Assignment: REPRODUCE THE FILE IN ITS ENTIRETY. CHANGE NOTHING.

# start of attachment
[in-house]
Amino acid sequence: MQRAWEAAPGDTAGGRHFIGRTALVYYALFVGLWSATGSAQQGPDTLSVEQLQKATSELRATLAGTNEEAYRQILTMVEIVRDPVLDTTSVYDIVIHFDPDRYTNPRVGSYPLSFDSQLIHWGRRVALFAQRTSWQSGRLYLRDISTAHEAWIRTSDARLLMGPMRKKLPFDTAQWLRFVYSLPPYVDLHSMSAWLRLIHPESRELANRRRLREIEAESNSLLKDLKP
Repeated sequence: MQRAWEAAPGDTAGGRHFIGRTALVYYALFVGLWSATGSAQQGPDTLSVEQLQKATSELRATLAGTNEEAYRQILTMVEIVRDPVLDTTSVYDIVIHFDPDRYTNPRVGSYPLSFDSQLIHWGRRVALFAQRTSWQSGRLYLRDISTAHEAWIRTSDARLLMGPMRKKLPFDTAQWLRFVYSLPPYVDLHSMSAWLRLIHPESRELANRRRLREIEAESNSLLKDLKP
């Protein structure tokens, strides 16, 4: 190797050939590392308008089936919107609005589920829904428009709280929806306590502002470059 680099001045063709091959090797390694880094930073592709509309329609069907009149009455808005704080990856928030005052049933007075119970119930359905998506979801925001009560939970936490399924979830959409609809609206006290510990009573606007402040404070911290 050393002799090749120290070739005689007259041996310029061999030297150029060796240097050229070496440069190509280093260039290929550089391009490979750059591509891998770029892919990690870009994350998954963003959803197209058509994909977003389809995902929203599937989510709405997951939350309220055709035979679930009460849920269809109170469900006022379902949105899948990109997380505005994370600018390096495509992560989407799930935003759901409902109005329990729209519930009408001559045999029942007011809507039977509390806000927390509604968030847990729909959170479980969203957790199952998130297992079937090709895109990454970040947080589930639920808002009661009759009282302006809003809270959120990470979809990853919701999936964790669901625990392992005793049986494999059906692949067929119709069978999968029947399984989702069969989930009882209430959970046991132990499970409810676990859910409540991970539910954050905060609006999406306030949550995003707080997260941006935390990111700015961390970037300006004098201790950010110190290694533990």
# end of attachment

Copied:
[in-house]
Amino acid sequence: MQRAWEAAPGDTAGGRHFIGRTALVYYALFVGLWSATGSAQQGPDTLSVEQLQKATSELRATLAGTNEEAYRQILTMVEIVRDPVLDTTSVYDIVIHFDPDRYTNPRVGSYPLSFDSQLIHWGRRVALFAQRTSWQSGRLYLRDISTAHEAWIRTSDARLLMGPMRKKLPFDTAQWLRFVYSLPPYVDLHSMSAWLRLIHPESRELANRRRLREIEAESNSLLKDLKP
Repeated sequence: MQRAWEAAPGDTAGGRHFIGRTALVYYALFVGLWSATGSAQQGPDTLSVEQLQKATSELRATLAGTNEEAYRQILTMVEIVRDPVLDTTSVYDIVIHFDPDRYTNPRVGSYPLSFDSQLIHWGRRVALFAQRTSWQSGRLYLRDISTAHEAWIRTSDARLLMGPMRKKLPFDTAQWLRFVYSLPPYVDLHSMSAWLRLIHPESRELANRRRLREIEAESNSLLKDLKP
């Protein structure tokens, strides 16, 4: 190797050939590392308008089936919107609005589920829904428009709280929806306590502002470059 680099001045063709091959090797390694880094930073592709509309329609069907009149009455808005704080990856928030005052049933007075119970119930359905998506979801925001009560939970936490399924979830959409609809609206006290510990009573606007402040404070911290 050393002799090749120290070739005689007259041996310029061999030297150029060796240097050229070496440069190509280093260039290929550089391009490979750059591509891998770029892919990690870009994350998954963003959803197209058509994909977003389809995902929203599937989510709405997951939350309220055709035979679930009460849920269809109170469900006022379902949105899948990109997380505005994370600018390096495509992560989407799930935003759901409902109005329990729209519930009408001559045999029942007011809507039977509390806000927390509604968030847990729909959170479980969203957790199952998130297992079937090709895109990454970040947080589930639920808002009661009759009282302006809003809270959120990470979809990853919701999936964790669901625990392992005793049986494999059906692949067929119709069978999968029947399984989702069969989930009882209430959970046991132990499970409810676990859910409540991970539910954050905060609006999406306030949550995003707080997260941006935390990111700015961390970037300006004098201790950010110190290694533990």